Our mainstream fashion world seems to have two sides to it. One side: Louis Vuitton, Versace, Madonna, Monaco, chain blinger, rap singer, MTV, glitz and glam. Its full steam ahead for all those that can afford it. Yeehar.
The other side of the coin for all those that can’t? All of that for less. We have been conditioned to love fashion and to love it cheap. Can’t afford those glasses Rihanna is wearing? That’s cool – Pagani have a rip off for $10. Sweeeeeet.
This so called ‘fast fashion’ hunger is insatiable. Many chain store brands are now competing against each simply by introducing more lines per year and at lower and lower costs. Check out any place like Glassons, Supre or Pagani and notice how often their front window changes. These ‘fashion houses’ now offer up to 18 collections a year – “See it, want it, wear it.” Oh- so – simple.
It has massive implications. The issue is that when something is made cheaply to be sold cheaply, the cost to the environment and the people who made it is very, very high.
What’s the beef?
Fast Fashion gathered pace from the end of the 1990’s when brands began to look for new ways to make more money. Globalisation had grown rapidly in the 80’s and 90’s and paved the way for value and mid price brands to shift the bulk of their production to the developing world where labour and overheads cost a fraction.
Traditionally, most fashion labels have produced two main collections a year, spring/summer and autumn/winter. However, in order to keep the customer shopping, high street brands thought that some interest within their stores mid season would also be a cracker-jack idea.
Then fashion labels thought it would be better to make decisions about the season much closer to the season – this flexibility ensured they were able to react to the catwalk quickly and deliver ‘on-trend’ items within their stores. This new system allowed for the development of ‘just in time’ manufacturing and has now developed to a stage now where in the UK they are able to turn a garment around from drawing to shop floor in just two weeks!
Us consumers have reacted positively to this trend. In Australia, women under 30 are buying approximately 112 garments a year. It seems getting the latest faux fur gilet as inspired by Prada at Topshop.com suits us all quite nicely. And so we see the emergence of Fast Fashion.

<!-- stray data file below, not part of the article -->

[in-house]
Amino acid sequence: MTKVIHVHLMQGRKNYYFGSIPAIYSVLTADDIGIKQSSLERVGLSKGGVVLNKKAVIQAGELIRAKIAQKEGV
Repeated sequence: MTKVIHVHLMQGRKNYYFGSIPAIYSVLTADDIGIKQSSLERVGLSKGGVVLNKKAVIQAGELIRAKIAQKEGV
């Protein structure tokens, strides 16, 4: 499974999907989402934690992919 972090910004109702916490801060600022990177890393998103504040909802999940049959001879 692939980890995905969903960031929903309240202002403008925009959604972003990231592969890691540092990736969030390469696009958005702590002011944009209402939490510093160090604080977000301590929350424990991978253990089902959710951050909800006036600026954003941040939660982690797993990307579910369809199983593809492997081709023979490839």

Why care? My t shirt for $40 is sweeeeeeeet
The issue is that this ‘fast fashion’ hunger has a huge impact on both people and the environment.
Clothing factory workers in developing countries are put under extraordinary pressure to get our fashion lines out their door.
The Clean Clothes Campaign describe similar instances with garment workers in China “We have endless overtime in the peak season… It’s like this every day – we sew and sew without a break until our arms feel sore and stiff”
The increase in the amount of clothes people consume also has consequences for the environment too.
Cotton is growing in increasingly dire situations – farmers are forced into situations that involve massive pesticide use and crazy fertiliser levels to produce more and more cotton for less and less profit. It is so bad that suicide is the only option many cotton farmers feel they have. (Watch The Dying Fields if you are feeling hardy and want to know more on this). Lucky we got cheap t shirts though huh?
And as you would have noticed more and more clothing is shipped and flown from poorer countries than ever before. Very few of the wages factory workers are paid is enough to live on.
2. The environment
The life cycle of these garments is decreasing too. Its designed to not last – if it lasted you wouldn’t need another now would you? So what happens to all these clothes once we unavoidably make a hole, break a cheaply-made zip or pill the fabric? We might drop that tired ol’ jumper off to St Vinnies and think we’ve done a great thing. But what happens if someone doesn’t pick up that tired ol’ jumper, what happens then?
Well, statistics suggest that on average, in the UK around 30kg of clothing per person goes to landfill each year. 30 kilos! This is a new phenomenon. Never before has so much of landfill been made of clothes. And that has loads of issues in itself. Textiles present particular problems in landfill as man-made fibres will not decompose. Woollen and cotton garments do decompose but in doing so of course, produce methane, which contributes again to global warming.
As textile consultant Kate Fletcher points out ‘Fast isn’t free – someone, somewhere is paying.’
So when we are shopping we need to be switched on to this. While it may be a quick and easy hit to buy cheaply made clothes, when we do this we are effectively contributing to all the things wrong in the world. Heck. All of a sudden that Lippy jersey ain’t looking so lippy now is it?
Its cool though – lift your chin
We can all do the right thing easily:
i) Buy NZ made, quality made and ethically made clothing when we buy new
ii) When we can’t afford to do this, recycle, reuse, hmmmm, let me think……perhaps attend The Big Shwop? 😉
I suppose this is the extended version of why we are doing The Big Shwop. We can look good and feel good about it too, its simply about being conscious.
As this has been the bleakest blog post EVER I will leave you with these beautiful photos from textile artists, Guerra De La Paz (they are a duo that work together). Too beautiful.
– this article drew on information from ‘Fast fashion, cheap fashion’ on the Ethical Fashion Forum. Also stats from here and here and here
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